The key to a tight site, where you can’t build too far out, is to build up. The roof of our arena will peak about 80 feet above ground level. That’s where fans will enter – the same level where the team merchandise shop and banquet facilities will be located – before climbing or riding escalators up to the second level and entry to the lower bowl seating areas. The third floor will feature 20 private suites, party decks, and club-level seats that will overhang the lower bowl, much like at Fifth Third Field.
“It will be a very intimate building,” said Joe Napoli, the vice president-general manager of the Mud Hens who will serve in a similar role with the Walleye and, possibly, an arena football team. “Fans will love the feel, especially for hockey. In a lot of bigger arenas, the second deck is so far removed from the action. Not here.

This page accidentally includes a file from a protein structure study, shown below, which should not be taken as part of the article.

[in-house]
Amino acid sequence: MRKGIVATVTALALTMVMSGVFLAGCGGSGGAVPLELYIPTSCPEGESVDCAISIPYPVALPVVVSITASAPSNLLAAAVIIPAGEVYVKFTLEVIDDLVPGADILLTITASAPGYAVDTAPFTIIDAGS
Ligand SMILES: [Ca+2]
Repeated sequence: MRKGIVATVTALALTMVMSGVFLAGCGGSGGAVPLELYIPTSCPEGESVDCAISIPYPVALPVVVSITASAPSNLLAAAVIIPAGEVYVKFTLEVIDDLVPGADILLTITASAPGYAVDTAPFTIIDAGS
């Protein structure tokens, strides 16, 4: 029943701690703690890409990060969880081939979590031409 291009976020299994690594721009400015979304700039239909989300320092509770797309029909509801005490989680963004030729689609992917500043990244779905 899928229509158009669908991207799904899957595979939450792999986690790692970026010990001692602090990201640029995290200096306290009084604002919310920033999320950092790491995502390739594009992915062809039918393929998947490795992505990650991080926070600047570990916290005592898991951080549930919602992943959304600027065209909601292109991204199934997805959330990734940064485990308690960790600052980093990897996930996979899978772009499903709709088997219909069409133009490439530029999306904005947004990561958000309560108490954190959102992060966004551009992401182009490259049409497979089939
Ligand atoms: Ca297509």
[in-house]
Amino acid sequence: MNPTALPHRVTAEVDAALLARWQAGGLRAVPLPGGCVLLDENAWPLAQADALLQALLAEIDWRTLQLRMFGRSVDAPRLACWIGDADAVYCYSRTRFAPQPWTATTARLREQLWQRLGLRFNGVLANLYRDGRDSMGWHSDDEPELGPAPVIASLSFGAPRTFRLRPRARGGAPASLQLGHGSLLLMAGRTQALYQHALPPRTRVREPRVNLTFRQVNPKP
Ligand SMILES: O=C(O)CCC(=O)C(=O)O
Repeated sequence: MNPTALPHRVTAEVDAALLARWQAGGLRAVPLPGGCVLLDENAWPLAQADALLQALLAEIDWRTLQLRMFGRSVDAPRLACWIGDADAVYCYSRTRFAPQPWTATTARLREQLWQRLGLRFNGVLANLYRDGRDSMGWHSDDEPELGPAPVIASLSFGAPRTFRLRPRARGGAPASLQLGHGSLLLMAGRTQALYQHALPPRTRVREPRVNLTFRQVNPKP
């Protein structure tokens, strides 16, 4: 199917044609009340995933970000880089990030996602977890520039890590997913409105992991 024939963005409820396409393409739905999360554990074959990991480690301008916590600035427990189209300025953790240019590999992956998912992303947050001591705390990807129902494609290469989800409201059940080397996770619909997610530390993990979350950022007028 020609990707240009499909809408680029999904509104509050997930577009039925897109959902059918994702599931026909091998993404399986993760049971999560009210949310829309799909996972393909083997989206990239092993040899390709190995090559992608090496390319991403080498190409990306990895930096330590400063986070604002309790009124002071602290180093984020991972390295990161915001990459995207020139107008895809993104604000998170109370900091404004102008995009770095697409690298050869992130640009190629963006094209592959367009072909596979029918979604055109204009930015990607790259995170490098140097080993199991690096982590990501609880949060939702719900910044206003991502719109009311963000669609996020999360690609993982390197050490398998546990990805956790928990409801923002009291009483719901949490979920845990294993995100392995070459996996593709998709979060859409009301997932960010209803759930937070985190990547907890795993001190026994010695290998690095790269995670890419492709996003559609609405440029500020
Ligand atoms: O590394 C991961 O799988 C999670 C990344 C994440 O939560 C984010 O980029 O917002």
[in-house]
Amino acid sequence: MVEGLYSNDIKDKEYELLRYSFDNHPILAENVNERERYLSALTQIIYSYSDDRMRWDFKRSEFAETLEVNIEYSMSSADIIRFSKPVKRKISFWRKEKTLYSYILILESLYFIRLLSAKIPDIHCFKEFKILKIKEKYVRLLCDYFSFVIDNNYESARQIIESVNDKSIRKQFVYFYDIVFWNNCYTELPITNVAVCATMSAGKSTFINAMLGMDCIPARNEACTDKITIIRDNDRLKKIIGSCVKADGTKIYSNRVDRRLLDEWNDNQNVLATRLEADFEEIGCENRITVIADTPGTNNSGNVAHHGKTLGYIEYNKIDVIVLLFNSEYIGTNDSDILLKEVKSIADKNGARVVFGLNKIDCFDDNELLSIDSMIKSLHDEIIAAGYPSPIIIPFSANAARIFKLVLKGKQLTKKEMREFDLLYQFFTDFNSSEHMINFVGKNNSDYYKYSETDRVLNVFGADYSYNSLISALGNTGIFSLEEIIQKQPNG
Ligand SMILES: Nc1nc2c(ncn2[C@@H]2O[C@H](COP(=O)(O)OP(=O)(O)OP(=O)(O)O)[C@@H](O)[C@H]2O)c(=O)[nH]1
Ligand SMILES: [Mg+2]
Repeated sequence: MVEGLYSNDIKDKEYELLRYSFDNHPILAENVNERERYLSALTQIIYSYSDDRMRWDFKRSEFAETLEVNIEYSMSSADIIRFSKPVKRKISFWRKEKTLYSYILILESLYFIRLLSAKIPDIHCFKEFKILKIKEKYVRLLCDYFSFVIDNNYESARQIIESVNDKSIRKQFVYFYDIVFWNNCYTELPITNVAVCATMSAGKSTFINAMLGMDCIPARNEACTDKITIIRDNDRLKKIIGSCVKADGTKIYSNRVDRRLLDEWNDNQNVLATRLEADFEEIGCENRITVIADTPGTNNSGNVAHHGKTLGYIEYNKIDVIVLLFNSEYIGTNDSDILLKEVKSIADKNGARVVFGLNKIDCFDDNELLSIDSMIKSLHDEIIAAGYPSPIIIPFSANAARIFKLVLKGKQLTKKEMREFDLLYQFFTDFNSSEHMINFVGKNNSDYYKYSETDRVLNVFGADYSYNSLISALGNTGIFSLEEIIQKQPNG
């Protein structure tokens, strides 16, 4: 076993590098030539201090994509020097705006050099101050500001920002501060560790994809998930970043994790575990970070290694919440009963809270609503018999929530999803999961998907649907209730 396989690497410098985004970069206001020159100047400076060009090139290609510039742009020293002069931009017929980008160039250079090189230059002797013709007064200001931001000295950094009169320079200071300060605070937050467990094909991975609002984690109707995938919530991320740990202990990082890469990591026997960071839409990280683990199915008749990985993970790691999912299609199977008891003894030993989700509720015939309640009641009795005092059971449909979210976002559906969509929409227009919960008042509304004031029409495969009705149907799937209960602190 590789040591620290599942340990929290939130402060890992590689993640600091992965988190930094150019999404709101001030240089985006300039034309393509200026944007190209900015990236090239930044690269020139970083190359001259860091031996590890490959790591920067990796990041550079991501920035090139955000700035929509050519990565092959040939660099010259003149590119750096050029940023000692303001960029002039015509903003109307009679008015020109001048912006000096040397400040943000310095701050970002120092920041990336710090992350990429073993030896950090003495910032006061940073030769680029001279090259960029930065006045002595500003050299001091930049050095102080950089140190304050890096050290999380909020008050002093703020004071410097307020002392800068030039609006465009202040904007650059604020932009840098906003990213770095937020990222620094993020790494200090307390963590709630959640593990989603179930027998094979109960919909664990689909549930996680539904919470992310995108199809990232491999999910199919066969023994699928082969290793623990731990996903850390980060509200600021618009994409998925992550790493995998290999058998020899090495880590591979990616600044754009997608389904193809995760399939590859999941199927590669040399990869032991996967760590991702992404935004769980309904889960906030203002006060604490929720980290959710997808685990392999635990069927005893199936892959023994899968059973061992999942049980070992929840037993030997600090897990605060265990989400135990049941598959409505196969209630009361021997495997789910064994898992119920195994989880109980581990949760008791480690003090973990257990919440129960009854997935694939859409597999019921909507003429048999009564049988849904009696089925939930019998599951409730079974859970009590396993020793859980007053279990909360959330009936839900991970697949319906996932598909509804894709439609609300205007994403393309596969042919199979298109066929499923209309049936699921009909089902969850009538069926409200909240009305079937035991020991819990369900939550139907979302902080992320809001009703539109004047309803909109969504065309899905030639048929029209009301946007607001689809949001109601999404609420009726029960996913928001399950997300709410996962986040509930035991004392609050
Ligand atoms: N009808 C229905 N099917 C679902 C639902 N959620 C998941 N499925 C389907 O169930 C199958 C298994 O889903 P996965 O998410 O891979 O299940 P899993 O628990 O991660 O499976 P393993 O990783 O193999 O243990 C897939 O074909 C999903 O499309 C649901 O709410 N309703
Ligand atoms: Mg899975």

“We visited a lot of arenas and we learned that a lot of them in mid-sized communities like Toledo are over-built. We saw 12,000 to 15,000-seat arenas where maybe 9,000 seats are being used on a regular basis. They spent millions for those extra 3,000 or 5,000 seats and they see no return on that investment. We saw a lot of unused space or space not being used wisely. And you still have to heat, cool, and maintain it.
“This facility is being done differently. It’s compact, intimate. Our responsibility has been to focus on every square foot of the building and make sure each one contributes to the operation and to the fan experience.”
Steve Miller of SMG, a management firm for public assembly facilities, will be general manager of the arena and has four months under his belt as GM of the SeaGate Convention Centre. While the Walleye will be the arena’s main tenant with about 40 home playing dates per season, Miller will be responsible for bringing in the circus and monster trucks, MMA and pro wrestling, ice shows and dog shows, concerts and outside sporting events, like prep basketball and hockey tournaments.